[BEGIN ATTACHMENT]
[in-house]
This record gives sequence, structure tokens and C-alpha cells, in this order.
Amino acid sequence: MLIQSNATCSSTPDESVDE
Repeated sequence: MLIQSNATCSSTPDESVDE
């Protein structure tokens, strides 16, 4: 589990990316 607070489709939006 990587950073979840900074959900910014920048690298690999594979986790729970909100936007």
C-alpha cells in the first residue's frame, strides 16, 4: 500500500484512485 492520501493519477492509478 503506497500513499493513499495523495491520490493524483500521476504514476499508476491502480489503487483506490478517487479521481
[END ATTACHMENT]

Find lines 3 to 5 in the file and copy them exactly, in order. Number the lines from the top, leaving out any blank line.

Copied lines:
Amino acid sequence: MLIQSNATCSSTPDESVDE
Repeated sequence: MLIQSNATCSSTPDESVDE
């Protein structure tokens, strides 16, 4: 589990990316 607070489709939006 990587950073979840900074959900910014920048690298690999594979986790729970909100936007």